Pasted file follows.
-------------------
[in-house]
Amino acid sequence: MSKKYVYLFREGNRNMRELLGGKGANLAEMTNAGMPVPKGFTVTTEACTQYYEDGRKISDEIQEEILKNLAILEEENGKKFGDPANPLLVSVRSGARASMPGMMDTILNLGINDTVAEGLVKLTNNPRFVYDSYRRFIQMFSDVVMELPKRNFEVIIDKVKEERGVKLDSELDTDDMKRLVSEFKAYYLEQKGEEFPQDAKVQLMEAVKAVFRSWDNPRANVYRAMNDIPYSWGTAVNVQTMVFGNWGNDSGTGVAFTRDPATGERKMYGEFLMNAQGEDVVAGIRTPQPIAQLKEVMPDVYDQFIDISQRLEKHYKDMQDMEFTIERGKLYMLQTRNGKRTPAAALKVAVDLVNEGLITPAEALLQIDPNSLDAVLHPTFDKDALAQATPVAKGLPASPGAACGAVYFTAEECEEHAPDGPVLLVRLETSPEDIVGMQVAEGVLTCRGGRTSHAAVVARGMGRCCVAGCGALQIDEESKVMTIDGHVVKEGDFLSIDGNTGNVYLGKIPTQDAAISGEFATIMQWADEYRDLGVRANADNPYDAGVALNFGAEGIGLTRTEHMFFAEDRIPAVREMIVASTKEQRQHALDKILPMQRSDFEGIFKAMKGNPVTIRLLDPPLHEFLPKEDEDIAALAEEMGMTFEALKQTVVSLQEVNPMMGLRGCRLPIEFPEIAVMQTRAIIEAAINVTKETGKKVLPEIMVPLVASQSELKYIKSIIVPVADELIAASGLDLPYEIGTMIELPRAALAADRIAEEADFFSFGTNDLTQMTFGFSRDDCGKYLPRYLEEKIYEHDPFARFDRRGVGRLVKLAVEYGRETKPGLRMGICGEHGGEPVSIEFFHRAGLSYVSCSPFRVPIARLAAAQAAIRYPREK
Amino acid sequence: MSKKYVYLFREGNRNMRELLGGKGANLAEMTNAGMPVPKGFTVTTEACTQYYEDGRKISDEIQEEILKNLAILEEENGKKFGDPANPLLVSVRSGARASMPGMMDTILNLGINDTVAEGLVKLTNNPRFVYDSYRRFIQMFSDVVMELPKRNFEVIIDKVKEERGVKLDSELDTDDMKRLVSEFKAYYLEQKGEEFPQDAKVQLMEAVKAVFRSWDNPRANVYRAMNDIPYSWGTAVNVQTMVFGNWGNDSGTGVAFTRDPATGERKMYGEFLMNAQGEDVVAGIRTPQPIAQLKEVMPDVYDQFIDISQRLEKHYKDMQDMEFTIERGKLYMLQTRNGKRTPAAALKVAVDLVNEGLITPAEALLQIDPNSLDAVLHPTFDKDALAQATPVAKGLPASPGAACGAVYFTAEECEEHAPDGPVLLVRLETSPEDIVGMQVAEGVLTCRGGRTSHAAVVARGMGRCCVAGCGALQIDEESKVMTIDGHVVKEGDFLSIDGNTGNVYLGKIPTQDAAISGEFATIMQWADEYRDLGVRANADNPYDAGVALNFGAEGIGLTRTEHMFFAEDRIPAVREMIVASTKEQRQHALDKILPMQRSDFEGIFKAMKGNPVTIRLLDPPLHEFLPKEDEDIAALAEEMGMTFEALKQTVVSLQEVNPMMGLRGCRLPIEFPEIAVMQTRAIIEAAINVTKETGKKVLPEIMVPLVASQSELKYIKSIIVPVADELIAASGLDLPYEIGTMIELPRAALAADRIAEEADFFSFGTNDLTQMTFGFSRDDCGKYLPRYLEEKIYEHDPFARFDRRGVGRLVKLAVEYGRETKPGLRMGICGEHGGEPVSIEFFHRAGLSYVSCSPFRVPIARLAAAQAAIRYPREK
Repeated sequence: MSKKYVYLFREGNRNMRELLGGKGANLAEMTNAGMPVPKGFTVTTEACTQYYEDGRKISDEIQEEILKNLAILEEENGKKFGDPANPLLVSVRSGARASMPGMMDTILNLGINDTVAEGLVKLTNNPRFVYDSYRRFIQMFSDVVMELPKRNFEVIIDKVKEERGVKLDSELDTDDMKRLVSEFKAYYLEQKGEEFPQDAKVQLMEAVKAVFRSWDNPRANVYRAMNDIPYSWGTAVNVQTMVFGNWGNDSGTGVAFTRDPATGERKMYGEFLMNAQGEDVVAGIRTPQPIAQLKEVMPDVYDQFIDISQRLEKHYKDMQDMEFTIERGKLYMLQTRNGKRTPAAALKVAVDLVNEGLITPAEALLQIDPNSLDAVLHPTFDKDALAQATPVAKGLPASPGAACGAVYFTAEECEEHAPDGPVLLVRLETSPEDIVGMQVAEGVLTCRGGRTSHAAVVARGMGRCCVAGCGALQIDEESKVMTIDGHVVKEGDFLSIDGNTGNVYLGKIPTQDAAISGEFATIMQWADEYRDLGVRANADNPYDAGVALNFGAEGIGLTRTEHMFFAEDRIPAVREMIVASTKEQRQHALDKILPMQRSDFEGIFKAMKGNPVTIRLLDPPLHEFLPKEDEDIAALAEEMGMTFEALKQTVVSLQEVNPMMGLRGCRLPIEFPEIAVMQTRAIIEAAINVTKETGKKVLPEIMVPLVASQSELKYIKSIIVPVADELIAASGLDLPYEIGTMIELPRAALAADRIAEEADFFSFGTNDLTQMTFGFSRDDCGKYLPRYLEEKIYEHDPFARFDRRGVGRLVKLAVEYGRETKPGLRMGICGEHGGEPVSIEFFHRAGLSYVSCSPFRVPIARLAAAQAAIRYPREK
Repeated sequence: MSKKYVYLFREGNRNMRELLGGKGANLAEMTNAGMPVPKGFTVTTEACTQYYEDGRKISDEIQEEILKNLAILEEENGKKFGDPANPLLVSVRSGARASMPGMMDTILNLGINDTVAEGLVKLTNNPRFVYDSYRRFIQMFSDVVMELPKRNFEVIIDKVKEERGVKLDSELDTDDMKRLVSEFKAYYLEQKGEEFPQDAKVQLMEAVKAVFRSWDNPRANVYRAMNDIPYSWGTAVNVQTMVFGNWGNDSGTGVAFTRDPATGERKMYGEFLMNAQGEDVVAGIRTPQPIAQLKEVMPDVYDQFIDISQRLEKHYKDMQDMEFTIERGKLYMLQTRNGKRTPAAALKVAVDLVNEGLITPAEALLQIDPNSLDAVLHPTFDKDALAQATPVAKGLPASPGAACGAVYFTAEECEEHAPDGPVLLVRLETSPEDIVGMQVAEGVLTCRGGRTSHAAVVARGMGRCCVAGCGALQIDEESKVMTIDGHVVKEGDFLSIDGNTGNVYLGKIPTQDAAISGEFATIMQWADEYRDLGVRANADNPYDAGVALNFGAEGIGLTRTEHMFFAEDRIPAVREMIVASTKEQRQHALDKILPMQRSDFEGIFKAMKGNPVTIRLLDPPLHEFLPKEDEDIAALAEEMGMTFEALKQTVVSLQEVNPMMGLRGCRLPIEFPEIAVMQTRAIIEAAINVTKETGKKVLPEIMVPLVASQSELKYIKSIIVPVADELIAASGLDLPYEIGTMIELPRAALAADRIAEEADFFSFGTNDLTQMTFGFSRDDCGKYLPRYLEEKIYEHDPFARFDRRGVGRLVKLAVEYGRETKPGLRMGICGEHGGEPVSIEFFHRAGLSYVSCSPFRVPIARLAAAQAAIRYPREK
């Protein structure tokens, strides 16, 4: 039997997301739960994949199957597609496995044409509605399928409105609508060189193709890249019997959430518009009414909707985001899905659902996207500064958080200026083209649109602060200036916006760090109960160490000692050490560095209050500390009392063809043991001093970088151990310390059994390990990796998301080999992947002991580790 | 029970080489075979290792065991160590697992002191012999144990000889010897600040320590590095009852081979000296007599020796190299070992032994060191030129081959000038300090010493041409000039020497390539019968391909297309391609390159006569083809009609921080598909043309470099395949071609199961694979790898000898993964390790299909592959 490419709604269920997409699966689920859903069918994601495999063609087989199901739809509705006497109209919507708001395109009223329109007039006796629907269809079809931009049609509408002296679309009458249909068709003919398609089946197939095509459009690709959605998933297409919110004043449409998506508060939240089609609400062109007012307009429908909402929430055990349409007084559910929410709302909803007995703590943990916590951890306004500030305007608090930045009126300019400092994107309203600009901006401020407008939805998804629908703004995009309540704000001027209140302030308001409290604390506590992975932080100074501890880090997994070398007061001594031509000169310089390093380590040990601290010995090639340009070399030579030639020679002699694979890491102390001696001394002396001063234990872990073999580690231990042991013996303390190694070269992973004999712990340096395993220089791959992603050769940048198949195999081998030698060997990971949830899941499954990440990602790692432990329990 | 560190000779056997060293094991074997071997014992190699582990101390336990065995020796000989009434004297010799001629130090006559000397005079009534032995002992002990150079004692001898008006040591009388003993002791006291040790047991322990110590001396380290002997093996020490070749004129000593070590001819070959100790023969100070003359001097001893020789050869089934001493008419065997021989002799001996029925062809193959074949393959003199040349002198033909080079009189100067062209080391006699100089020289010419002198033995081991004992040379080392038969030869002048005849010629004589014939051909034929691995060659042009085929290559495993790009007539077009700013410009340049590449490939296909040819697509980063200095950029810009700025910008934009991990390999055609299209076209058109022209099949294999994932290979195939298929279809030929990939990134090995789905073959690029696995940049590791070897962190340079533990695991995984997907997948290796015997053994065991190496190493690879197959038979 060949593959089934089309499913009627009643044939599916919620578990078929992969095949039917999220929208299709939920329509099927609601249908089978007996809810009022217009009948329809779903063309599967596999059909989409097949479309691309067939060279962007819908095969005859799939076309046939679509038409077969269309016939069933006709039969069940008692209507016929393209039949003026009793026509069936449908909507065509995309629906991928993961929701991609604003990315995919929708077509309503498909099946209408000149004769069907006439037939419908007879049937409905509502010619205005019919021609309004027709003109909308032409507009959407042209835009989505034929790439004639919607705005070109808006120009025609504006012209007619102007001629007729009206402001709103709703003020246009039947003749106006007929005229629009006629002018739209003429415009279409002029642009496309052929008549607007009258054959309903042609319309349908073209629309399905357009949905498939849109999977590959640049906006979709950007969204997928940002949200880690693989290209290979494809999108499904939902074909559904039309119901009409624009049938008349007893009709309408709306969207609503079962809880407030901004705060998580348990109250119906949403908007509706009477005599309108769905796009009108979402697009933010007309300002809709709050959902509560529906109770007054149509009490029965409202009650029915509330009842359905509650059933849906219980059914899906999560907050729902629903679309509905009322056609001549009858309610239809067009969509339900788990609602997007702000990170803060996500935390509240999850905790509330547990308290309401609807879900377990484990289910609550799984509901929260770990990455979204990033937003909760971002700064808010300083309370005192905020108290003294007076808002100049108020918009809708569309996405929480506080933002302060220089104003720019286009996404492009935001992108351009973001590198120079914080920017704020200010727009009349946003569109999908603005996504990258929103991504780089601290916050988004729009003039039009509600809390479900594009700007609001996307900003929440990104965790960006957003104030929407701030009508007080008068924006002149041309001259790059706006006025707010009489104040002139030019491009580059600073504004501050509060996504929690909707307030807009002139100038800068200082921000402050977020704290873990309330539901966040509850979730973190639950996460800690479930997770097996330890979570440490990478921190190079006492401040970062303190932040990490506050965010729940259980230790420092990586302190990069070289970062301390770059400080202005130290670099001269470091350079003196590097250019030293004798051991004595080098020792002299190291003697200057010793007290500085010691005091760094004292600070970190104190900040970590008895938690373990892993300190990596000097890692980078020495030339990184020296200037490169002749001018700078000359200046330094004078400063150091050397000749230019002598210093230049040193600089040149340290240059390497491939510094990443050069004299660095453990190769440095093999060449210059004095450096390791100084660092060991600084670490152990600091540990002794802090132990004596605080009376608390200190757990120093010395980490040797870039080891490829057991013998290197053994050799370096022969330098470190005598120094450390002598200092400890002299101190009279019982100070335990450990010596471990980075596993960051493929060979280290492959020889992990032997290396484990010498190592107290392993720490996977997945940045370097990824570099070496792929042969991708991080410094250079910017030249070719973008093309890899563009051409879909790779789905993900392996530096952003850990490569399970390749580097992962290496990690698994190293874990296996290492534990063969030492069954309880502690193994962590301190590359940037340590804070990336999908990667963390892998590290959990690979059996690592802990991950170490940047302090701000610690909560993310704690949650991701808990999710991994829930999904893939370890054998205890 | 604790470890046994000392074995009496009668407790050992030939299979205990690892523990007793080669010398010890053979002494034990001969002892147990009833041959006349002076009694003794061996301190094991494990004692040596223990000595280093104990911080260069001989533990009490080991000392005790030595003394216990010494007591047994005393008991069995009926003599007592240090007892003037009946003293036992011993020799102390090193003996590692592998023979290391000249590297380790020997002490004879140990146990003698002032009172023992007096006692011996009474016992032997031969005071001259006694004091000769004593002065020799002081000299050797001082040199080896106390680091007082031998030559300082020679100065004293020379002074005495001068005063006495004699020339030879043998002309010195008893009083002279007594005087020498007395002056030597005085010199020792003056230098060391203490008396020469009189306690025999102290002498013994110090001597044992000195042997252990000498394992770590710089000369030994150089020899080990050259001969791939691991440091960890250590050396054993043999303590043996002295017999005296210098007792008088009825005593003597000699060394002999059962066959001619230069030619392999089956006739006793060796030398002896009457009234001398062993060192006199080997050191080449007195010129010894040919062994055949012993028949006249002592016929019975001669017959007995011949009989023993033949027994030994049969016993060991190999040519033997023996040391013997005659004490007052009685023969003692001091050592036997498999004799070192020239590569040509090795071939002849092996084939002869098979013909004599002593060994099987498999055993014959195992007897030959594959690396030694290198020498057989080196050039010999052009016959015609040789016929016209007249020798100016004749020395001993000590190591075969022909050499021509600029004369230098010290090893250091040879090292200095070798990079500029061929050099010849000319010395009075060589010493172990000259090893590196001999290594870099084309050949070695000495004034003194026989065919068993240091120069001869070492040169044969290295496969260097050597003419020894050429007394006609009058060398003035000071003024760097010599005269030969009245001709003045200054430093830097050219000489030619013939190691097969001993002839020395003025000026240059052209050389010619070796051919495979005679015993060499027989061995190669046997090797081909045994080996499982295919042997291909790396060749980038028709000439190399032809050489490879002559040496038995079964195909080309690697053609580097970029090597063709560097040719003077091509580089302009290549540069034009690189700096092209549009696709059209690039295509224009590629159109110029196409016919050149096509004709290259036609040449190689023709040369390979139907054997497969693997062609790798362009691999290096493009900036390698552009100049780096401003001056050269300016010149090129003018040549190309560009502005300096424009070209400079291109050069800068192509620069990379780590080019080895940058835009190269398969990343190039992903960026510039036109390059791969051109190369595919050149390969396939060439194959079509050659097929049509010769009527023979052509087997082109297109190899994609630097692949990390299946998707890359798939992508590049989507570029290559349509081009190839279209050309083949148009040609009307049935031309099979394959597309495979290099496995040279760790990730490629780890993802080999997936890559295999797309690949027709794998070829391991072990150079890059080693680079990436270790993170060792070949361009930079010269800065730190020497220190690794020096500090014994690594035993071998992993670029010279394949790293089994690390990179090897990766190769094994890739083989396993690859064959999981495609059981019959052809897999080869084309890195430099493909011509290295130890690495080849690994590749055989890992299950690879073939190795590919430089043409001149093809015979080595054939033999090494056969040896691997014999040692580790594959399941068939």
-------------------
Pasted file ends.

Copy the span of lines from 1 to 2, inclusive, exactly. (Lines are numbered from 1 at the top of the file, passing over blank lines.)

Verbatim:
[in-house]
Amino acid sequence: MSKKYVYLFREGNRNMRELLGGKGANLAEMTNAGMPVPKGFTVTTEACTQYYEDGRKISDEIQEEILKNLAILEEENGKKFGDPANPLLVSVRSGARASMPGMMDTILNLGINDTVAEGLVKLTNNPRFVYDSYRRFIQMFSDVVMELPKRNFEVIIDKVKEERGVKLDSELDTDDMKRLVSEFKAYYLEQKGEEFPQDAKVQLMEAVKAVFRSWDNPRANVYRAMNDIPYSWGTAVNVQTMVFGNWGNDSGTGVAFTRDPATGERKMYGEFLMNAQGEDVVAGIRTPQPIAQLKEVMPDVYDQFIDISQRLEKHYKDMQDMEFTIERGKLYMLQTRNGKRTPAAALKVAVDLVNEGLITPAEALLQIDPNSLDAVLHPTFDKDALAQATPVAKGLPASPGAACGAVYFTAEECEEHAPDGPVLLVRLETSPEDIVGMQVAEGVLTCRGGRTSHAAVVARGMGRCCVAGCGALQIDEESKVMTIDGHVVKEGDFLSIDGNTGNVYLGKIPTQDAAISGEFATIMQWADEYRDLGVRANADNPYDAGVALNFGAEGIGLTRTEHMFFAEDRIPAVREMIVASTKEQRQHALDKILPMQRSDFEGIFKAMKGNPVTIRLLDPPLHEFLPKEDEDIAALAEEMGMTFEALKQTVVSLQEVNPMMGLRGCRLPIEFPEIAVMQTRAIIEAAINVTKETGKKVLPEIMVPLVASQSELKYIKSIIVPVADELIAASGLDLPYEIGTMIELPRAALAADRIAEEADFFSFGTNDLTQMTFGFSRDDCGKYLPRYLEEKIYEHDPFARFDRRGVGRLVKLAVEYGRETKPGLRMGICGEHGGEPVSIEFFHRAGLSYVSCSPFRVPIARLAAAQAAIRYPREK